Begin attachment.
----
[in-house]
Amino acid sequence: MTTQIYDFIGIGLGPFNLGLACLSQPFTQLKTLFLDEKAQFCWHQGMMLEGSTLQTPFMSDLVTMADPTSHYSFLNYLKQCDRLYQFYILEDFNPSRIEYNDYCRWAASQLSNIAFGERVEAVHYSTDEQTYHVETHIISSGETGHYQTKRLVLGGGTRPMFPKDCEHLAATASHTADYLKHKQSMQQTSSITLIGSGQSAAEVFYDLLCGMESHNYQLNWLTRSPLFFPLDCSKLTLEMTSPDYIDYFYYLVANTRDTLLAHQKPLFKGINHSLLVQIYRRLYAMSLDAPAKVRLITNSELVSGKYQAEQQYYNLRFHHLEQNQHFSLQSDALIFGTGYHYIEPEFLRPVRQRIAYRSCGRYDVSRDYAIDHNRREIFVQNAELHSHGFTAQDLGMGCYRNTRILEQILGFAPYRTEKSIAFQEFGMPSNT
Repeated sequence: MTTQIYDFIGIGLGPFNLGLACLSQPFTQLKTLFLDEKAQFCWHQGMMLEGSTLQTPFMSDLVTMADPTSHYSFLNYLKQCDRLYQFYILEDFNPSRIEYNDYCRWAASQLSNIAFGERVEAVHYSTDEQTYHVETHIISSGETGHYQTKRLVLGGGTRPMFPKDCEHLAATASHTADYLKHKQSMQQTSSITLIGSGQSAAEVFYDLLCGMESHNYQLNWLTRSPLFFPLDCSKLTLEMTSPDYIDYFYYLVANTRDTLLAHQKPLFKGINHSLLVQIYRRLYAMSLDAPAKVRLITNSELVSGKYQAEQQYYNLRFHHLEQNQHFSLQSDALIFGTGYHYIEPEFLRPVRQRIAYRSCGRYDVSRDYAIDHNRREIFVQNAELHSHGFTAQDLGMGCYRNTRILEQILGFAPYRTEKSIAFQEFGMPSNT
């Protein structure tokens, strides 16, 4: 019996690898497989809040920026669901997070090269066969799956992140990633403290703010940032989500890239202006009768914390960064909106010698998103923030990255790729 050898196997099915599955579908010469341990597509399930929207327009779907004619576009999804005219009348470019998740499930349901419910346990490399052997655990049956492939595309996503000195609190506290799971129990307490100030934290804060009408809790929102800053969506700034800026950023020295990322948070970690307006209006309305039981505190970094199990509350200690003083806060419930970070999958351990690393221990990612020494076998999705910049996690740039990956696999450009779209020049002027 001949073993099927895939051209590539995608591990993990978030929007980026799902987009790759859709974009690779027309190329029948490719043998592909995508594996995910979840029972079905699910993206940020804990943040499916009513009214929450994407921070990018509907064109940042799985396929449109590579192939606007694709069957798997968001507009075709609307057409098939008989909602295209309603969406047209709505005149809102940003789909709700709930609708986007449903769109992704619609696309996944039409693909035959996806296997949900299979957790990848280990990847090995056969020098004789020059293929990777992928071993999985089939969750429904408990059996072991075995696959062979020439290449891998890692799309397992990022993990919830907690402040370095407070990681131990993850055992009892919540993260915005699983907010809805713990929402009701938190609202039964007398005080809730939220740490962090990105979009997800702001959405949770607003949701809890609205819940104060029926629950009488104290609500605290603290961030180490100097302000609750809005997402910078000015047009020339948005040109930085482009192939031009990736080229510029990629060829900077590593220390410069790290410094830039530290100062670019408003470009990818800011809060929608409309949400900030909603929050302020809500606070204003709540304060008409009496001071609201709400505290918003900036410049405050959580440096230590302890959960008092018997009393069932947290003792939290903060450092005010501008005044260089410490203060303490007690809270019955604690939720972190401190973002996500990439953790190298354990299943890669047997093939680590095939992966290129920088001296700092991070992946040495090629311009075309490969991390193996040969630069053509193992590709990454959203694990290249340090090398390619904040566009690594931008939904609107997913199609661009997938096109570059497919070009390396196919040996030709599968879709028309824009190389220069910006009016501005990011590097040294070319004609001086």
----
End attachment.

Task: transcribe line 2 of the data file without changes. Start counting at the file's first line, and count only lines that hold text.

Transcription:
Amino acid sequence: MTTQIYDFIGIGLGPFNLGLACLSQPFTQLKTLFLDEKAQFCWHQGMMLEGSTLQTPFMSDLVTMADPTSHYSFLNYLKQCDRLYQFYILEDFNPSRIEYNDYCRWAASQLSNIAFGERVEAVHYSTDEQTYHVETHIISSGETGHYQTKRLVLGGGTRPMFPKDCEHLAATASHTADYLKHKQSMQQTSSITLIGSGQSAAEVFYDLLCGMESHNYQLNWLTRSPLFFPLDCSKLTLEMTSPDYIDYFYYLVANTRDTLLAHQKPLFKGINHSLLVQIYRRLYAMSLDAPAKVRLITNSELVSGKYQAEQQYYNLRFHHLEQNQHFSLQSDALIFGTGYHYIEPEFLRPVRQRIAYRSCGRYDVSRDYAIDHNRREIFVQNAELHSHGFTAQDLGMGCYRNTRILEQILGFAPYRTEKSIAFQEFGMPSNT